The center of Managua, the city it began as, was all but destroyed in a 1972 earthquake. This is not all that surprising. What did surprise me was that this Managua was never rebuilt. Part of it still stands, most strikingly a beautiful, empty, ruined Cathedral in the old and empty part of town. But instead of rebuilding the city from the center out, Managua rebuilt itself in neighborhoods, groupings of homes or businesses clustered village style around a steep rise in the middle of the sprawl.
I had no idea about any of this, because the reality is I knew very little about Nicaragua. That's part of the reason I chose it for my second Habitat trip. My first Habitat trip was to Malawi, Africa, a country I knew even less about. And that nation now lies so deeply embedded in my heart that it's hard to believe I could have so easily lived my whole life without it. I felt like I discovered a secret, a little gem that most of the world rushed past. Nicaragua is nowhere near as remote or as quiet a corner as Malawi, but it still intrigued me precisely because of my ignorance.
There's something terrifying and thrilling about flying off to a country that doesn't really exist in your head. Even if we haven't been to a place like Rome or Athens, those cities exist in everyone's conscious. We all have an idea of what they are like, images and feelings, whether that idea is accurate or not.
Nicaragua didn't really exist for me, not except for a few fragmented pieces from history classes and cursory Google and Wikipedia searches. It was uncharted territory until the moment our plane touched down.
Due to a last minute change of plans, our Habitat build took place in Managua. Originally we were supposed to build in a little community close to the Pacific Ocean. However the need changed, and so our build location changed. On our first day after we landed, we had some extra time so we drove the hour to the ocean to swim or dip our toes in (surprisingly enough this was the first time I touched the Pacific Ocean, I've flown over it, swam in seas and gulfs fed by it, but I had never actually stood beside it until that moment our first day in Nicaragua).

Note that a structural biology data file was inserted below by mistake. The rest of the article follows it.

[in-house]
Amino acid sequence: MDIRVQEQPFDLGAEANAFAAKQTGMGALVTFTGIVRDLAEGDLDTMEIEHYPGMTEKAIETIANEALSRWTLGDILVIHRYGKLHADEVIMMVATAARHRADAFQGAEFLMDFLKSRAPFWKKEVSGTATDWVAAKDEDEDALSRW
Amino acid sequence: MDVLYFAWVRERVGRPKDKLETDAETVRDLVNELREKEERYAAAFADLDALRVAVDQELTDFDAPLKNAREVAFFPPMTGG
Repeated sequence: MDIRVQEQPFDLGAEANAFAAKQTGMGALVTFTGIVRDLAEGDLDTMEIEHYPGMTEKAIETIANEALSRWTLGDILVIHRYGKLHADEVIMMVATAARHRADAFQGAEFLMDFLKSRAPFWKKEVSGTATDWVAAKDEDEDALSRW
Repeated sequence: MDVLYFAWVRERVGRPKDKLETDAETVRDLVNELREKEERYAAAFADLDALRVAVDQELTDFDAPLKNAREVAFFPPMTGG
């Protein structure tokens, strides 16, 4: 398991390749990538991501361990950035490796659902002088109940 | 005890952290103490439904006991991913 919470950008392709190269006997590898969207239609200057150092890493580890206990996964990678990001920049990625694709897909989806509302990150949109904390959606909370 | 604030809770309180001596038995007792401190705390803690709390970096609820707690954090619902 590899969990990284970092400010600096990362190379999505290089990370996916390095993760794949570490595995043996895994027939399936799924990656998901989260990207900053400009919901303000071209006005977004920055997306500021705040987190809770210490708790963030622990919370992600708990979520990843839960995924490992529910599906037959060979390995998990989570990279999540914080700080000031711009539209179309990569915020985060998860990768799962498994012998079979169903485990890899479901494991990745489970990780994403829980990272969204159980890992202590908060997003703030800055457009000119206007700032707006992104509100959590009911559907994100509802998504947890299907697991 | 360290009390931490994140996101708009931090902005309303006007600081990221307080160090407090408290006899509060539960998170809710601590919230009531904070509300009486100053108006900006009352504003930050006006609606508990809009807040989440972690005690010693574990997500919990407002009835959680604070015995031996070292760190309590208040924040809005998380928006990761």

While we were at the ocean, we saw the hotel we would have stayed in, an adorable little beach resort complete with a pool, full bar, and only a handful of feet from the sand. And of course, there was that moment of "really?" as we loaded back up to drive back to our actual hotel in Managua. We could have had a week of sand and surf. I could have been sipping margaritas in the pool for 7 days.
But now that the week is done, I am so happy that our plans changed and we stayed in Managua the entire week. Because I got to know a city that I don't think many tourists ever do. Managua is like a lot of Central American capitals, a place you fly into and then get the hell out of on your way to an island or beach or rainforest. Like I said before, there's no center except for a creepily empty square surrounded by damaged buildings.
The old center of Managua, completely vacant and never rebuilt after the '72 earthquake
The only other capital city I've spent time in in this part of the world was Port au Prince in Haiti. I had that city (which hurt on a visceral level to spend time in) in my mind along with some guidebook warnings about Managua as well as what some people who had been to Nicaragua already had told me. I didn't have much in the way of optimism about what the city would be, and I was fine with that because I wasn't there as a tourist. I was there to serve and build houses.
I was ready for Managua to be sad or hectic or over crowded. I was ready for begging at every street corner and dirt. But the thing about Managua is that, at least in the parts of the city we saw, it didn't seem to get the memo about its less then sterling reputation. The traffic is a little insane (but nowhere near the levels of some cities I've visited). There's a good amount of trash on the sides of roads. There are a lot of houses that look inadequate. There's not much in the way of grand boulevards or quaint historic districts.
But for a city that literally crumbled 40 years ago, Managua felt surprisingly solid to me. And safe. It felt like a place people lived and worked, like a place where families raised children, and people went to school. Sometimes when you travel you go to these places that feel almost like Disney World. Everyone and everything there seems to exist to serve tourism. Everything is in English. You can't cross a street without seeing a hotel or internet cafe. Everything seems a little too shiny and rehearsed.
Managua felt like a real place. It's not a city that stuns you or overwhelms you (either with beauty or sadness). It feels like a city that simply is itself, take it or leave it. And I love it for that.